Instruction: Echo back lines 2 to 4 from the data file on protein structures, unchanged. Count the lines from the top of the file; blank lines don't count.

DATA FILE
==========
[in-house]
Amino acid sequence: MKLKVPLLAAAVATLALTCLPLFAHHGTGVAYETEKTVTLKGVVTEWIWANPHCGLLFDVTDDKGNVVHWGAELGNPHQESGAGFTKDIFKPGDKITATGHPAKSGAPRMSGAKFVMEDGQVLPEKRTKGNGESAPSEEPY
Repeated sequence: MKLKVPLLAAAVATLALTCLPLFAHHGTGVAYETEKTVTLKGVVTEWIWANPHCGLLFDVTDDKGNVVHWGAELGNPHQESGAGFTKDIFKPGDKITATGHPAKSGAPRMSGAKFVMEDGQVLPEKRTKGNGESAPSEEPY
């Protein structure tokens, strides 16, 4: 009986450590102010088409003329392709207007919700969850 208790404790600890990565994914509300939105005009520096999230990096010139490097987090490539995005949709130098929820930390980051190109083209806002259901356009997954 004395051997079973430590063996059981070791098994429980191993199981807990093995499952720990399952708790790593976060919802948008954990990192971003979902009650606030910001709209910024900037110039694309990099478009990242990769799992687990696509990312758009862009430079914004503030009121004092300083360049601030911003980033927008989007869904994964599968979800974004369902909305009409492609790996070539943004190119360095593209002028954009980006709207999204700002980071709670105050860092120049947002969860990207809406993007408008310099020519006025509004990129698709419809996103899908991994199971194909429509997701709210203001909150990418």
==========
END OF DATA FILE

Amino acid sequence: MKLKVPLLAAAVATLALTCLPLFAHHGTGVAYETEKTVTLKGVVTEWIWANPHCGLLFDVTDDKGNVVHWGAELGNPHQESGAGFTKDIFKPGDKITATGHPAKSGAPRMSGAKFVMEDGQVLPEKRTKGNGESAPSEEPY
Repeated sequence: MKLKVPLLAAAVATLALTCLPLFAHHGTGVAYETEKTVTLKGVVTEWIWANPHCGLLFDVTDDKGNVVHWGAELGNPHQESGAGFTKDIFKPGDKITATGHPAKSGAPRMSGAKFVMEDGQVLPEKRTKGNGESAPSEEPY
């Protein structure tokens, strides 16, 4: 009986450590102010088409003329392709207007919700969850 208790404790600890990565994914509300939105005009520096999230990096010139490097987090490539995005949709130098929820930390980051190109083209806002259901356009997954 004395051997079973430590063996059981070791098994429980191993199981807990093995499952720990399952708790790593976060919802948008954990990192971003979902009650606030910001709209910024900037110039694309990099478009990242990769799992687990696509990312758009862009430079914004503030009121004092300083360049601030911003980033927008989007869904994964599968979800974004369902909305009409492609790996070539943004190119360095593209002028954009980006709207999204700002980071709670105050860092120049947002969860990207809406993007408008310099020519006025509004990129698709419809996103899908991994199971194909429509997701709210203001909150990418």